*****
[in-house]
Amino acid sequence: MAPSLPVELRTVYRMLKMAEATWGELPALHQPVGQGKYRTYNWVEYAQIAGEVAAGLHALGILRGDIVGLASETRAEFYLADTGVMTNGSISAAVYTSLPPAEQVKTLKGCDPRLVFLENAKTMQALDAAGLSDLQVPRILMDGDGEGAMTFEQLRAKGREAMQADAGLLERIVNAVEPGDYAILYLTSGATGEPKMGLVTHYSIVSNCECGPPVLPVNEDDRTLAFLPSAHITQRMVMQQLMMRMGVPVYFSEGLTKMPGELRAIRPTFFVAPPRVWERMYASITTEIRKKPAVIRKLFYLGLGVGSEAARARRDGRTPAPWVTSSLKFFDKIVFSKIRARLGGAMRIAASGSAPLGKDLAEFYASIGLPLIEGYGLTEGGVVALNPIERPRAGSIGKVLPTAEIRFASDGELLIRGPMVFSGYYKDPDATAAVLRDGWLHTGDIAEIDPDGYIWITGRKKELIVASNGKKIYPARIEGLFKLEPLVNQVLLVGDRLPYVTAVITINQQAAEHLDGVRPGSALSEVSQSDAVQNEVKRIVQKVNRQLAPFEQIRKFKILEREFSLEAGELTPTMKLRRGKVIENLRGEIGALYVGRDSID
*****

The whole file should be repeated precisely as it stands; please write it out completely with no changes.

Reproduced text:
[in-house]
Amino acid sequence: MAPSLPVELRTVYRMLKMAEATWGELPALHQPVGQGKYRTYNWVEYAQIAGEVAAGLHALGILRGDIVGLASETRAEFYLADTGVMTNGSISAAVYTSLPPAEQVKTLKGCDPRLVFLENAKTMQALDAAGLSDLQVPRILMDGDGEGAMTFEQLRAKGREAMQADAGLLERIVNAVEPGDYAILYLTSGATGEPKMGLVTHYSIVSNCECGPPVLPVNEDDRTLAFLPSAHITQRMVMQQLMMRMGVPVYFSEGLTKMPGELRAIRPTFFVAPPRVWERMYASITTEIRKKPAVIRKLFYLGLGVGSEAARARRDGRTPAPWVTSSLKFFDKIVFSKIRARLGGAMRIAASGSAPLGKDLAEFYASIGLPLIEGYGLTEGGVVALNPIERPRAGSIGKVLPTAEIRFASDGELLIRGPMVFSGYYKDPDATAAVLRDGWLHTGDIAEIDPDGYIWITGRKKELIVASNGKKIYPARIEGLFKLEPLVNQVLLVGDRLPYVTAVITINQQAAEHLDGVRPGSALSEVSQSDAVQNEVKRIVQKVNRQLAPFEQIRKFKILEREFSLEAGELTPTMKLRRGKVIENLRGEIGALYVGRDSID